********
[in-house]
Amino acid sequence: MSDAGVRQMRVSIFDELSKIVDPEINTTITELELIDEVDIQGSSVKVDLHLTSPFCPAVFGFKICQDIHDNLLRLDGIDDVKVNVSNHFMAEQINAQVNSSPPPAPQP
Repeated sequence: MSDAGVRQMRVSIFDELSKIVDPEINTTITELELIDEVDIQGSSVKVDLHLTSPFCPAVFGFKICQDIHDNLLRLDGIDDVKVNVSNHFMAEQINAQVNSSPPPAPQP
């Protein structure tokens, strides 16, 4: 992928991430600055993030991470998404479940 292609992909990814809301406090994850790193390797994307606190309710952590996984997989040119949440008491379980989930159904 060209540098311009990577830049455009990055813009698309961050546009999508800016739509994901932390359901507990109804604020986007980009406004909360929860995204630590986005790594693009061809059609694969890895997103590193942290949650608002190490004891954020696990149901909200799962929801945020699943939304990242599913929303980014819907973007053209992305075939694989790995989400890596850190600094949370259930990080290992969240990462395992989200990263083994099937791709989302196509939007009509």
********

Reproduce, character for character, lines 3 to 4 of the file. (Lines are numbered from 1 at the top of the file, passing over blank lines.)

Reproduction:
Repeated sequence: MSDAGVRQMRVSIFDELSKIVDPEINTTITELELIDEVDIQGSSVKVDLHLTSPFCPAVFGFKICQDIHDNLLRLDGIDDVKVNVSNHFMAEQINAQVNSSPPPAPQP
């Protein structure tokens, strides 16, 4: 992928991430600055993030991470998404479940 292609992909990814809301406090994850790193390797994307606190309710952590996984997989040119949440008491379980989930159904 060209540098311009990577830049455009990055813009698309961050546009999508800016739509994901932390359901507990109804604020986007980009406004909360929860995204630590986005790594693009061809059609694969890895997103590193942290949650608002190490004891954020696990149901909200799962929801945020699943939304990242599913929303980014819907973007053209992305075939694989790995989400890596850190600094949370259930990080290992969240990462395992989200990263083994099937791709989302196509939007009509």